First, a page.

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Interventions to Promote Patient Utilization of Cardiac Rehabilitation: Cochrane Systematic Review and Meta-Analysis

1
School of Kinesiology and Health Science, York University, 4700 Keele St, Toronto, ON M3J 1P3, Canada
2
Department of Physical Therapy, Federal University of Minas Gerais, Av. Pres. Antônio Carlos, 6627-Pampulha, Belo Horizonte, MG 31270-901, Brazil
3
School of Social and Community Medicine, University of Bristol, Queens Road, Bristol BS8 1QU, UK
4
Institute of Health Research, University of Exeter Medical School, St Luke’s Campus, Heavitree Road, Exeter EX1 2LU, UK
5
Cardiac Rehabilitation and Secondary Prevention Program, Toronto Rehabilitation Institute, University Health Network, University of Toronto, 399 Bathurst St, Toronto, ON M5T 2S8, Canada
*
Author to whom correspondence should be addressed.
J. Clin. Med. 2019, 8(2), 189; https://doi.org/10.3390/jcm8020189
Received: 4 January 2019 / Revised: 28 January 2019 / Accepted: 30 January 2019 / Published: 5 February 2019
(This article belongs to the Special Issue Cardiac Rehabilitation)
Too few patients utilize cardiac rehabilitation (CR), despite its benefits. The Cochrane review assessing the effectiveness of interventions to increase CR utilization (enrolment, adherence, and completion) was updated. A search was performed through July 2018 of the Cochrane and MEDLINE (Medical Literature Analysis and Retrieval System Online) databases, among other sources. Randomized controlled trials in adults with myocardial infarction, angina, revascularization, or heart failure were included. Interventions had to aim to increase utilization of comprehensive phase II CR. Two authors independently performed all stages of citation processing. Following the random-effects meta-analysis, meta-regression was undertaken to explore the impact of pre-specified factors. Twenty-six trials with 5299 participants were included (35.8% women). Low-quality evidence showed an effect of interventions in increasing enrolment (risk ratio (RR) = 1.27, 95% confidence interval (CI) = 1.13–1.42). Meta-regression analyses suggested that the intervention deliverer (nurse or allied healthcare provider, p = 0.02) and delivery format (face-to-face, p = 0.01) were influential in increasing enrolment. There was low-quality evidence that interventions to increase adherence were effective (standardized mean difference (SMD) = 0.38, 95% CI = 0.20–0.55), particularly where remotely-offered (SMD = 0.56, 95% CI = 0.36–0.76). There was moderate-quality evidence that interventions to increase program completion were effective (RR = 1.13, 95% CI = 1.02–1.25). There are effective interventions to increase CR utilization, but more research is needed to establish specific, implementable materials and protocols, particularly for completion. View Full-Text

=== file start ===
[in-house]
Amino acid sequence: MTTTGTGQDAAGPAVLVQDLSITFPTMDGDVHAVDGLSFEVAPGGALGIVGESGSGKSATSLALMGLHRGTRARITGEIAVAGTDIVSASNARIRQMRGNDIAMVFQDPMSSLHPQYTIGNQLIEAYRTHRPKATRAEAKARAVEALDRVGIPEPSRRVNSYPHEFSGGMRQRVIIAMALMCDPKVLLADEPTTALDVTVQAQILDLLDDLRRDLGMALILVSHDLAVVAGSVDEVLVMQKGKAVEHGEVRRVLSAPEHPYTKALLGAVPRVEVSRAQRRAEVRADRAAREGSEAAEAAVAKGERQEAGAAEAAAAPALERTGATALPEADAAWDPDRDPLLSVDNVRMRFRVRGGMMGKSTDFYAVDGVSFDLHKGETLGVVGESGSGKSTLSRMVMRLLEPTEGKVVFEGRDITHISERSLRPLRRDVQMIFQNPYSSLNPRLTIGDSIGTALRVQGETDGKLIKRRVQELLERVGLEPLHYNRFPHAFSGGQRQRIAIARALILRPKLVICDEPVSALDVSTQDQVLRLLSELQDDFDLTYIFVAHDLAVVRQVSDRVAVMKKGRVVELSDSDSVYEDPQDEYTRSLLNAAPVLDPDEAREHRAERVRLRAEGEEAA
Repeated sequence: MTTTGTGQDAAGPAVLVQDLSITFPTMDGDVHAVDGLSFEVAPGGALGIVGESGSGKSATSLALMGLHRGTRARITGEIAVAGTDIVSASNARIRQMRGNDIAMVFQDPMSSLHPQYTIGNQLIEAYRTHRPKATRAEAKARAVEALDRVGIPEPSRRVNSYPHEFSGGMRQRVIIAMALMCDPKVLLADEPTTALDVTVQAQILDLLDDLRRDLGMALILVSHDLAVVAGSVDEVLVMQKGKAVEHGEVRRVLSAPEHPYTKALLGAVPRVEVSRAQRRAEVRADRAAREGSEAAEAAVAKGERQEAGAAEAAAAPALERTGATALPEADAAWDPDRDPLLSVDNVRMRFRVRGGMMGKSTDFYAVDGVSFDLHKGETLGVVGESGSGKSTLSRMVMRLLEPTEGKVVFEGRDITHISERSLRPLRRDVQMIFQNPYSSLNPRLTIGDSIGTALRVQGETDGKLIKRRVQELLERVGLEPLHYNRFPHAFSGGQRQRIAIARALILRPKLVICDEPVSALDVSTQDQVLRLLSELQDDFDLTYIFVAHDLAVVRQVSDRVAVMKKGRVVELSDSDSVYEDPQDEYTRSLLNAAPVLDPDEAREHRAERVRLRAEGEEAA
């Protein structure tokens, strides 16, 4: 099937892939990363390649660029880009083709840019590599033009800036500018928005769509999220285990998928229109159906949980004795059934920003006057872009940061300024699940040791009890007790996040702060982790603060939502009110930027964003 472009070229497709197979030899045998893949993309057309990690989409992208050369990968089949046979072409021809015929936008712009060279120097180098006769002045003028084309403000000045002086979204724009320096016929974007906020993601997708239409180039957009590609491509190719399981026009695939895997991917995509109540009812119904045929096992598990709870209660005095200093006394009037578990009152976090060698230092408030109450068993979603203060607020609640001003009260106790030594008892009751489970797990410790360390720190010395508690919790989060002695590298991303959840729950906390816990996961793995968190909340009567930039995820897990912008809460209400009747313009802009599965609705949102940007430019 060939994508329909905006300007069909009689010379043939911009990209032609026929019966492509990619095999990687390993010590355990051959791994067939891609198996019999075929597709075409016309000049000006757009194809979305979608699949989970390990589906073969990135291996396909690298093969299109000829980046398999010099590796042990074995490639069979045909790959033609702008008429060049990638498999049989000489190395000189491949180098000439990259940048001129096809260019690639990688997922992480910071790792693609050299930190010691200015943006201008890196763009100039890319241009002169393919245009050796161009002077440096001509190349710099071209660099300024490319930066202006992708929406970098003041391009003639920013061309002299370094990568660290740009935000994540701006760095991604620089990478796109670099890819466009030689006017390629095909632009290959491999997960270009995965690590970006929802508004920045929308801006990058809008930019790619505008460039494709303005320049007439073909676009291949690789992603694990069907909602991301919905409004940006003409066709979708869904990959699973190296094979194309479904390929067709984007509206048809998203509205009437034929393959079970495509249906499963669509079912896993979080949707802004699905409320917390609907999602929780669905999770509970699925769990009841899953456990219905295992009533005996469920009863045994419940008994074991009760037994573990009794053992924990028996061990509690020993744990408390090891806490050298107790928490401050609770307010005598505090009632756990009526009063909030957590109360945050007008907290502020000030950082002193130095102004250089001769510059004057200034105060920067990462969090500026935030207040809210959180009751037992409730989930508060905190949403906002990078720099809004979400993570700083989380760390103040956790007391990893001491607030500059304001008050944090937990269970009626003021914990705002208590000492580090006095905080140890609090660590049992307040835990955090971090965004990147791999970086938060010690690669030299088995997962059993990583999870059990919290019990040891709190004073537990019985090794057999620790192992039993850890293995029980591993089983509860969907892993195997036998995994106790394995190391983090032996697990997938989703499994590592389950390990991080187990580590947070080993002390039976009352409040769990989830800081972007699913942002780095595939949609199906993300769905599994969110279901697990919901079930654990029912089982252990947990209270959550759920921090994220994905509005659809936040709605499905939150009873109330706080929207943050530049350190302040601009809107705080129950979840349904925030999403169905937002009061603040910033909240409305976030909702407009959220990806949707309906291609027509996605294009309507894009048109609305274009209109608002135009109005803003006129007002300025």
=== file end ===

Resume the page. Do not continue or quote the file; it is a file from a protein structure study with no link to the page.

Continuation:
Keywords: coronary artery disease; secondary prevention; healthcare access; cardiac rehabilitation coronary artery disease; secondary prevention; healthcare access; cardiac rehabilitation
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Santiago de Araújo Pio, C.; Chaves, G.; Davies, P.; Taylor, R.; Grace, S. Interventions to Promote Patient Utilization of Cardiac Rehabilitation: Cochrane Systematic Review and Meta-Analysis. J. Clin. Med. 2019, 8, 189.

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